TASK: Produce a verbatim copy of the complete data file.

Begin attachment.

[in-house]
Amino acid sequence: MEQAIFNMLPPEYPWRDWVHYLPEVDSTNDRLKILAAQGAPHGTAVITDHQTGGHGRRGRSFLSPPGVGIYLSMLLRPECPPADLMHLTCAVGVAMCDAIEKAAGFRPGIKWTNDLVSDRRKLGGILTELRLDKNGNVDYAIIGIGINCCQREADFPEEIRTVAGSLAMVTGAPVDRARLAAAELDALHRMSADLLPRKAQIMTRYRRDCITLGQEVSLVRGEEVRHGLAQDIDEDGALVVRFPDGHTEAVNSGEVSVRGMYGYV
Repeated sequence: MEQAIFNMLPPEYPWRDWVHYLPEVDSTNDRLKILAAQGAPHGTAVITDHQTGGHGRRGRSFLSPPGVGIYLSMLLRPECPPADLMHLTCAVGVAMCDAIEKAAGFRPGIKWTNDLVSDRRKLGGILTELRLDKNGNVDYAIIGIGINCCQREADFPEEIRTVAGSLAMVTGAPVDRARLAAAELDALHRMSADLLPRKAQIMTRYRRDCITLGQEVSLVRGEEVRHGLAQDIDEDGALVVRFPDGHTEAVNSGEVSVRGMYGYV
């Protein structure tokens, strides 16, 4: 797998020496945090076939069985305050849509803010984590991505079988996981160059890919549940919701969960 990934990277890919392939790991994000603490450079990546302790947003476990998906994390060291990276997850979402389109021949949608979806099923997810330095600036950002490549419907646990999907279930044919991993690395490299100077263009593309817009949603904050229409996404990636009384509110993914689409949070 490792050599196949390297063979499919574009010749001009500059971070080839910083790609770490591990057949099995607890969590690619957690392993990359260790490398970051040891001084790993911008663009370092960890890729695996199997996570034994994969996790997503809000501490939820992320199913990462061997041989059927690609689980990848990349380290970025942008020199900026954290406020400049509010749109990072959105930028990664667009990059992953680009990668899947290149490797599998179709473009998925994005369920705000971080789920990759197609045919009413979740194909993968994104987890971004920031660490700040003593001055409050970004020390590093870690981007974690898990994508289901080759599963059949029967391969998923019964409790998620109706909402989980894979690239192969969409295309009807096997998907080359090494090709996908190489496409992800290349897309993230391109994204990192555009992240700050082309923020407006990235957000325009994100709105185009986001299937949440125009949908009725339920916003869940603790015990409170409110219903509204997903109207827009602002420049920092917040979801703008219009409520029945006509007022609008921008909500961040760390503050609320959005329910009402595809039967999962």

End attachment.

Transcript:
[in-house]
Amino acid sequence: MEQAIFNMLPPEYPWRDWVHYLPEVDSTNDRLKILAAQGAPHGTAVITDHQTGGHGRRGRSFLSPPGVGIYLSMLLRPECPPADLMHLTCAVGVAMCDAIEKAAGFRPGIKWTNDLVSDRRKLGGILTELRLDKNGNVDYAIIGIGINCCQREADFPEEIRTVAGSLAMVTGAPVDRARLAAAELDALHRMSADLLPRKAQIMTRYRRDCITLGQEVSLVRGEEVRHGLAQDIDEDGALVVRFPDGHTEAVNSGEVSVRGMYGYV
Repeated sequence: MEQAIFNMLPPEYPWRDWVHYLPEVDSTNDRLKILAAQGAPHGTAVITDHQTGGHGRRGRSFLSPPGVGIYLSMLLRPECPPADLMHLTCAVGVAMCDAIEKAAGFRPGIKWTNDLVSDRRKLGGILTELRLDKNGNVDYAIIGIGINCCQREADFPEEIRTVAGSLAMVTGAPVDRARLAAAELDALHRMSADLLPRKAQIMTRYRRDCITLGQEVSLVRGEEVRHGLAQDIDEDGALVVRFPDGHTEAVNSGEVSVRGMYGYV
């Protein structure tokens, strides 16, 4: 797998020496945090076939069985305050849509803010984590991505079988996981160059890919549940919701969960 990934990277890919392939790991994000603490450079990546302790947003476990998906994390060291990276997850979402389109021949949608979806099923997810330095600036950002490549419907646990999907279930044919991993690395490299100077263009593309817009949603904050229409996404990636009384509110993914689409949070 490792050599196949390297063979499919574009010749001009500059971070080839910083790609770490591990057949099995607890969590690619957690392993990359260790490398970051040891001084790993911008663009370092960890890729695996199997996570034994994969996790997503809000501490939820992320199913990462061997041989059927690609689980990848990349380290970025942008020199900026954290406020400049509010749109990072959105930028990664667009990059992953680009990668899947290149490797599998179709473009998925994005369920705000971080789920990759197609045919009413979740194909993968994104987890971004920031660490700040003593001055409050970004020390590093870690981007974690898990994508289901080759599963059949029967391969998923019964409790998620109706909402989980894979690239192969969409295309009807096997998907080359090494090709996908190489496409992800290349897309993230391109994204990192555009992240700050082309923020407006990235957000325009994100709105185009986001299937949440125009949908009725339920916003869940603790015990409170409110219903509204997903109207827009602002420049920092917040979801703008219009409520029945006509007022609008921008909500961040760390503050609320959005329910009402595809039967999962």